The town of Mililani sits right near the middle of Oahu Island, just slightly northwest of Pearl City. Mililani offers a perfect opportunity to escape the excitement of Honolulu (17 miles, 27 km northwest) for a day trip, or as a quaint vacation town with easy access to all the amusements of Oahu. Here in Mililani, you can spend a day browsing the fresh selections of the Farmer’s Market, choosing from a wide variety of locally grown fruits, handmade crafts and keepsakes, and freshly squeezed juice. See the unique environment of Mari’s Gardens, the largest aquaponic and hydroponic farm in Hawai dedicated to making the islands completely self-sustaining. Or, discover the enchanting rainbow tunnel and take a totally Insta-worthy picture posed by its painted walls!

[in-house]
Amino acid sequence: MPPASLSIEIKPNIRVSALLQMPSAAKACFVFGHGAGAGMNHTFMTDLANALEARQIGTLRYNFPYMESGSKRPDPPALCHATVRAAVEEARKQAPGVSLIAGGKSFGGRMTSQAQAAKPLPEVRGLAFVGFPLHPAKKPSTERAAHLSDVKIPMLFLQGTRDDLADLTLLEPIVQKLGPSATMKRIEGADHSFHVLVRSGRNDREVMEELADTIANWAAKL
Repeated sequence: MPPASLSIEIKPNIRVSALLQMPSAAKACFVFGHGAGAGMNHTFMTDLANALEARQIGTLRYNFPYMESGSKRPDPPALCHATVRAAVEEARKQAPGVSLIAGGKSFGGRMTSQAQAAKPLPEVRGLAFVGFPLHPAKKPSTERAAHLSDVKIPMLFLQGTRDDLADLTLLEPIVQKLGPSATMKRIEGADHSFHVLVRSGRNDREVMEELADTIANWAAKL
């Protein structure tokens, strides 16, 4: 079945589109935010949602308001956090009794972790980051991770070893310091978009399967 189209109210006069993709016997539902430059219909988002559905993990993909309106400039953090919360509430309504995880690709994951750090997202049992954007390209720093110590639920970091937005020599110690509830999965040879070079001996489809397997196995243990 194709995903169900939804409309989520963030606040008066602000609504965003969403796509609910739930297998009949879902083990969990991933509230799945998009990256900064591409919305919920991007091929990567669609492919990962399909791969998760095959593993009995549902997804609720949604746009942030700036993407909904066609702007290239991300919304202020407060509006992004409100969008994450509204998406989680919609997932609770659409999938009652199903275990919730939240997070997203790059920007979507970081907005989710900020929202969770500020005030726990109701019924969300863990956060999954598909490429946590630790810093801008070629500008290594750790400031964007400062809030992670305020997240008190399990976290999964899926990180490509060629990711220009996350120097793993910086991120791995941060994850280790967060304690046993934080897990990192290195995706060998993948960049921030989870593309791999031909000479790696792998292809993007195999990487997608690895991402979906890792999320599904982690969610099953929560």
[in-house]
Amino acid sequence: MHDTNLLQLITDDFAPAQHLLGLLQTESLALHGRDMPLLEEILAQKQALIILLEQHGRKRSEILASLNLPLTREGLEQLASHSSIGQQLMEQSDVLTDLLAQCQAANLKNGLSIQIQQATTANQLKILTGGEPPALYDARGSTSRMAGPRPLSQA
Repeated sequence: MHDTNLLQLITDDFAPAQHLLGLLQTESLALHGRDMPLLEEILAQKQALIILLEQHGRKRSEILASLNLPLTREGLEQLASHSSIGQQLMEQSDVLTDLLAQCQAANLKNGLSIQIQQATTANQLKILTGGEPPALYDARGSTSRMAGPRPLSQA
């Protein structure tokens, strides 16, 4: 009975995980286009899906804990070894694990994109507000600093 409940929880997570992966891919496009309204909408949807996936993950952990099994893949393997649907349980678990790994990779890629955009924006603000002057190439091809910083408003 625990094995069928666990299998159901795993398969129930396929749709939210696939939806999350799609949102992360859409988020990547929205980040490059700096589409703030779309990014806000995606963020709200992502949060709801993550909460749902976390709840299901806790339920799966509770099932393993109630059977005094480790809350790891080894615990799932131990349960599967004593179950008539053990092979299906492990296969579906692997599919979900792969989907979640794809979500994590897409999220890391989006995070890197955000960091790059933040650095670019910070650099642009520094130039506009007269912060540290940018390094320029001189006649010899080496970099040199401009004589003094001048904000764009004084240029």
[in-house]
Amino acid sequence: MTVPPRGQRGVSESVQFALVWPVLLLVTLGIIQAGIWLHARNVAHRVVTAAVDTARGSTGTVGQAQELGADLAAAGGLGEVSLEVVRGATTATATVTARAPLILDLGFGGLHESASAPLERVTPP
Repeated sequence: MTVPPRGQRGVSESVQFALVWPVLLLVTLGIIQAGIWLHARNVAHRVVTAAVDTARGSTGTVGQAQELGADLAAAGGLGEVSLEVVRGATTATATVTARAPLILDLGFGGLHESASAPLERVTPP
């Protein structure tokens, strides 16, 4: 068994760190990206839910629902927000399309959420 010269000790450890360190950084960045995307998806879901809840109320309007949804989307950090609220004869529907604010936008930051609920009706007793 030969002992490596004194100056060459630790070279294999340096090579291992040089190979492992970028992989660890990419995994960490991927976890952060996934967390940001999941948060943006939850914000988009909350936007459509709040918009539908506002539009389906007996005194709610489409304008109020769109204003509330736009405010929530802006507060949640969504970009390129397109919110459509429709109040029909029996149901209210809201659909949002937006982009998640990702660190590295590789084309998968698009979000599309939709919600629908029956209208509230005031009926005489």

The town of Kahului rests on the northern shore of Maui by Kahului Harbor right near Kahului Bay, and it is where Maui’s main airport is located, making it an easy place to visit. The Harbor remains a popular place to fish, canoe, and surf as it no longer serves as the main thoroughfare for large cargo ships. Kahana Beach Park also serves as a popular location for windsurfers, as well as a beautiful beach area to soak in the sunshine. Further inland, you will find the admission free Kanaha Pond State Wildlife Sanctuary, the wetland environment being home to many birds including two of Hawaii’s own endangered species. And if you find yourself with some extra time, stop by the Maui Nui Botanical Gardens for a closer look at the lush vegetation making Maui so beautiful!